"Mr. Fulton: Well now, if the court please, we desire at this time to enter our exceptions to the proceeding just had in which the jury were taken by the bailiff to the scene where it is claimed that this crime took place, where the murder took place, and viewed and inspected the premises, and they did so in the absence entirely of the defendant — I think the record ought to show that the defendant was not with the jury, was sitting here in the courtroom all the time, was not given an opportunity to be with the jury, and the jury inspected these premises during — whilst in the absence of the defendant."

The prosecution, through its special counsel, answered:

"Mr. Norblad: I think the objection is well taken, your Honor. I didn't notice his absence. Mr. Fulton never called anybody's attention to it, and I supposed the court instructed the bailiff to take the defendant with him. I now, therefore, move you that the jury be reconducted to the place, and that the bailiff or the sheriff take the defendant over there, as well.

"Mr. Fulton: They have been there. * *

"Mr. Fulton: And we add to our objection — we object to any further evidence being offered in this case on the ground that the jury were taken to the scene of the alleged crime and inspected it and in charge of the bailiff, all of which was done during the absence of the defendant, during all that time he was in the charge and guard and care of this county, and not permitted to accompany the jury. * *

"The Court: * * My recollection is that the Supreme Court has held that viewing the premises in the absence of the defendant in a felony case is a fatal error, and I will overrule that objection at this time with the privilege of renewing it when I inform myself. * *"

The court instructed the jury to disregard the facts "so far as you can disabuse your minds of them that you may have gathered in your view."

Thereupon, the jury proceeded to view the premises again in the presence of defendant, and without further objection on the part of defendant's counsel.

Much of defendant's brief is directed to what his attorneys term "a persistent attempt of the state and attorneys for the prosecution to force upon the attention of the jury evidence which the court had excluded."

While engaged in making the opening statement to the jury, the special prosecutor stated that the defendant and deceased belonged to rival factions known as tongs; that a state of war existed between the rival tongs and that the defendant was a participant therein, and, during the course of the trial, he offered evidence to that effect. The court sustained all objections in reference to the matter and excluded it from the consideration of the jury.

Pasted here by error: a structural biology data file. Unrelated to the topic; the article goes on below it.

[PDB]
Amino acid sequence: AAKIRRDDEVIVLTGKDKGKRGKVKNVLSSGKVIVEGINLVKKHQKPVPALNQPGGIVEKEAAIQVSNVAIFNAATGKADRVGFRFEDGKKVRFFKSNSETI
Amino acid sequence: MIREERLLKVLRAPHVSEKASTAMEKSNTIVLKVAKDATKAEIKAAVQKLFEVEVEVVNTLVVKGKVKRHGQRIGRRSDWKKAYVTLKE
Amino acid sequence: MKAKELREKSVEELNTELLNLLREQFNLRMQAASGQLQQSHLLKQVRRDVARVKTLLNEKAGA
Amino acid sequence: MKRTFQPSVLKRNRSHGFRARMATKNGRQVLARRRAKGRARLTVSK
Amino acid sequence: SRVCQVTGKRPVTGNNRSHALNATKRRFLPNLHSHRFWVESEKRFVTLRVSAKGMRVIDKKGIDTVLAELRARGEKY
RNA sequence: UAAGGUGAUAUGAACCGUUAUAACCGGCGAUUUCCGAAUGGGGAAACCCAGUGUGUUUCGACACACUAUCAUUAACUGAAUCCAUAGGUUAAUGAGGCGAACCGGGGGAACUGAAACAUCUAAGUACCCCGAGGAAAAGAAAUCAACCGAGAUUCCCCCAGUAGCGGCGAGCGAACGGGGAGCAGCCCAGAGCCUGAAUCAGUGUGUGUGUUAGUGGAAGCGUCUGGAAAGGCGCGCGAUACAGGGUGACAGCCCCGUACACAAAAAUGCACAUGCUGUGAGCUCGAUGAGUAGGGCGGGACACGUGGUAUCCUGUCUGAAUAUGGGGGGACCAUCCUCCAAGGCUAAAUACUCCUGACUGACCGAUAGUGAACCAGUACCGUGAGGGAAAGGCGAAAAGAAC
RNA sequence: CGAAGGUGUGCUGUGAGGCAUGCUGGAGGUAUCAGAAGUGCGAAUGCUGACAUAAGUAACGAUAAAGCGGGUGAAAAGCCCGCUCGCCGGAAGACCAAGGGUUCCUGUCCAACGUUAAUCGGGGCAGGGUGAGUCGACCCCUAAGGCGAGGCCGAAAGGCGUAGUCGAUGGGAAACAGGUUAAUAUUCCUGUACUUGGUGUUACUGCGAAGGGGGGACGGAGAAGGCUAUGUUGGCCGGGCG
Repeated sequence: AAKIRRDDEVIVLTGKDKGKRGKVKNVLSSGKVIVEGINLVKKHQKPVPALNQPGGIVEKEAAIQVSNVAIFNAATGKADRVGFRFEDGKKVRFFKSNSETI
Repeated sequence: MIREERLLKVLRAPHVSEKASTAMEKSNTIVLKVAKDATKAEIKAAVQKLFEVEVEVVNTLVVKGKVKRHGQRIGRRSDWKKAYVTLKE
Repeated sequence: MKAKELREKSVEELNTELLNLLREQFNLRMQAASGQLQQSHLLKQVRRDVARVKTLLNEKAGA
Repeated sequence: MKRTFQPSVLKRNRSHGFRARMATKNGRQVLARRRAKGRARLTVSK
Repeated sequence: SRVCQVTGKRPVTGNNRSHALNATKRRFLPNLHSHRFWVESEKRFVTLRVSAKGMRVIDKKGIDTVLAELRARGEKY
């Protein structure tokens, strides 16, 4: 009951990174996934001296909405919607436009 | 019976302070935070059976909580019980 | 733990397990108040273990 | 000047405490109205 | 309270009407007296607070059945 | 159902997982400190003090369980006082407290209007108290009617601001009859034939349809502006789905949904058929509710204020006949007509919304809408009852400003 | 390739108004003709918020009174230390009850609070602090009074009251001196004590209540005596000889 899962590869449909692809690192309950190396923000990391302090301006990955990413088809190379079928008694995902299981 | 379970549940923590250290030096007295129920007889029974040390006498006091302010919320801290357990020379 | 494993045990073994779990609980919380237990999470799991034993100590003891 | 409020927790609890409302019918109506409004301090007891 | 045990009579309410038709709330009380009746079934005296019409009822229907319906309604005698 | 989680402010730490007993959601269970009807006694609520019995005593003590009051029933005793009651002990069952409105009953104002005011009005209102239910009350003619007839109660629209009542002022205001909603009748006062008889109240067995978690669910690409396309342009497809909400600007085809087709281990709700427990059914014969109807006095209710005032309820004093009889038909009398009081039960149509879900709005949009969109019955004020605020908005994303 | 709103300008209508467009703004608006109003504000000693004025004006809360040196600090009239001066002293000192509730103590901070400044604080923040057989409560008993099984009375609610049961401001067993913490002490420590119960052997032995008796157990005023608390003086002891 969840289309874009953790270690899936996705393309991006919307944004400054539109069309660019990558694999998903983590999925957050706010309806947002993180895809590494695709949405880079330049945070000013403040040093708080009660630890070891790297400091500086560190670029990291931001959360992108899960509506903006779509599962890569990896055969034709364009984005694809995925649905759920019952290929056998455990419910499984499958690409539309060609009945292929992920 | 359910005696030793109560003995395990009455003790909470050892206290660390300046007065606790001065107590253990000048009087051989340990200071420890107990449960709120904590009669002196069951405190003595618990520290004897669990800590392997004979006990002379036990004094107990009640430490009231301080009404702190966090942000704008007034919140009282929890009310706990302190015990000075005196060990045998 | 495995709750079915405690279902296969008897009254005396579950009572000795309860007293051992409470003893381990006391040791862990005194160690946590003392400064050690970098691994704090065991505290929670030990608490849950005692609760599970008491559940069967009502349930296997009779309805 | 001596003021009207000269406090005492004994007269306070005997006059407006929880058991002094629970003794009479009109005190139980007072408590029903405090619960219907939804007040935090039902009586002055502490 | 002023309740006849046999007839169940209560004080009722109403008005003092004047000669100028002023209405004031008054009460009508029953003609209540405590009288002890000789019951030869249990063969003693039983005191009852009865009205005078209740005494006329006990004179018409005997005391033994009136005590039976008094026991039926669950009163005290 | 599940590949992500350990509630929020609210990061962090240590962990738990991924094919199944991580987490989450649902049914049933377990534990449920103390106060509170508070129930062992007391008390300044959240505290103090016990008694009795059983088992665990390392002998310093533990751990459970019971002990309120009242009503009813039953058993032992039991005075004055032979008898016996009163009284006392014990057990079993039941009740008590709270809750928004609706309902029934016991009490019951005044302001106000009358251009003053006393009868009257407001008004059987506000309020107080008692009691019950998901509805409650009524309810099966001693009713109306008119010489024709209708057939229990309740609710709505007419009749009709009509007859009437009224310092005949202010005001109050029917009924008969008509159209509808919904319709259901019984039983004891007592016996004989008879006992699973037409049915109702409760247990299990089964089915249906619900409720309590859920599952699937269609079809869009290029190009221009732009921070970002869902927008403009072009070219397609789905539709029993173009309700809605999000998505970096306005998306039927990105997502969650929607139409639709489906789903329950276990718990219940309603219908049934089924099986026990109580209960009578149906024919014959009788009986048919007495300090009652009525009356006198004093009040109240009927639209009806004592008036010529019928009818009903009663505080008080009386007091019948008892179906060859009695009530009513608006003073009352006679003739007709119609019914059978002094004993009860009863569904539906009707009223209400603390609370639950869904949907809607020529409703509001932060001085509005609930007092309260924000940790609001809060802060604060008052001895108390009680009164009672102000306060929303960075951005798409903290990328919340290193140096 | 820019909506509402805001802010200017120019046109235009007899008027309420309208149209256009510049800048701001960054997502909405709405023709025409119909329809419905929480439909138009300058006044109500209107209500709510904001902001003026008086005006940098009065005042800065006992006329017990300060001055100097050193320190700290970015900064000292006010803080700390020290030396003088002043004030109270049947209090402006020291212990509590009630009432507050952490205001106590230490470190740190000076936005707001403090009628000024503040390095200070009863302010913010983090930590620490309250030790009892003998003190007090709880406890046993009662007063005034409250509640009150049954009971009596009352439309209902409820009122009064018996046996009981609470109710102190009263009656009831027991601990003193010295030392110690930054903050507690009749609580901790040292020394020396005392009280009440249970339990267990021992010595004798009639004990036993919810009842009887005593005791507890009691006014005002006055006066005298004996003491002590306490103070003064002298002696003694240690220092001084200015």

It is true that a persistent attempt to force upon the attention of the jury incompetent testimony that has been excluded by the court may constitute prejudicial error: State v. Barton, 70 Or. 470 ( 142 P. 348). But, if the defendant had a motive for slaying Seid You, evidence of the existence of such motive was proper.

In an indictment for murder, the fact that the prisoner was a member of the "Molly Maguires," and the character and purposes of that organization, were held competent evidence in order to prove motive for the commission of a murder: Carroll v. Commonwealth, 84 Pa. 107; Campbell v. Commonwealth, 84 Pa. 187; Hester v. Commonwealth, 85 Pa. 139; McManus v. Commonwealth, 91 Pa. 57. See, also, 1 Michie on Homicide, p. 717.

In the case of the State v. Wong Wen Teung, 99 Or. 95 ( 195 P. 349), the following testimony on cross-examination of the defendant was admitted over the objection and exception of defendant's counsel:

"Q. Do you belong to the Hop Sing tong? A. Yes, sir. Q. How long have you belonged to the Hop Sing tong? A. About, almost two years. Q. You belonged to it down in San Francisco? A. Yes, sir. Q. When did you come here from San Francisco? A. February 15, 1917. Q. That is after the American calendar? That was after the tong war started when you came here, between the Hop Sing tong and the Suey Sing tong, and the Bing Kong tong? A. I don't know which and which it was. At the time I only knew the Suey Sing and the Hop Sing. It does not relate to the Hop Sing."

This court held that the above was proper cross-examination of the defendant in a murder trial, and in its opinion stated:

"The state should not be held to a rigid rule which would restrict the cross-examination so as to prevent inquiry as to any matters which would throw light upon the testimony given in chief and properly connected therewith in any way."

In the above case, as in this, the defense was that the defendant did not know, and had never seen, the deceased.

War, as generally used, has reference to armed contests between different states or nations; but, as used by the attorney in his question to the witness and his statement to the court as to what he proposed to prove, the term means armed conflict between the two Chinese societies.

In the case of State v. Casey, 108 Or. 386, 418 ( 213 P. 771, 217 P. 632), we said, and now hold, that —

"The existence of a motive for the commission of a crime by the defendant is not essential to his conviction for the crime of murder. However, evidence of motive in cases depending largely upon circumstantial evidence is always of value and is competent: State v. O'Donnell, 36 Or. 222 ( 61 P. 892); State v. Martin, 47 Or. 282 ( 83 P. 849, 8 Ann. Cas. 769); State v. Hembree, 54 Or. 463 ( 103 P. 1008); State v. Start, 65 Or. 178 ( 132 P. 512, 46 L.R.A. (N.S.) 266); State v. Wilkins, 72 Or. 77 ( 142 P. 589)."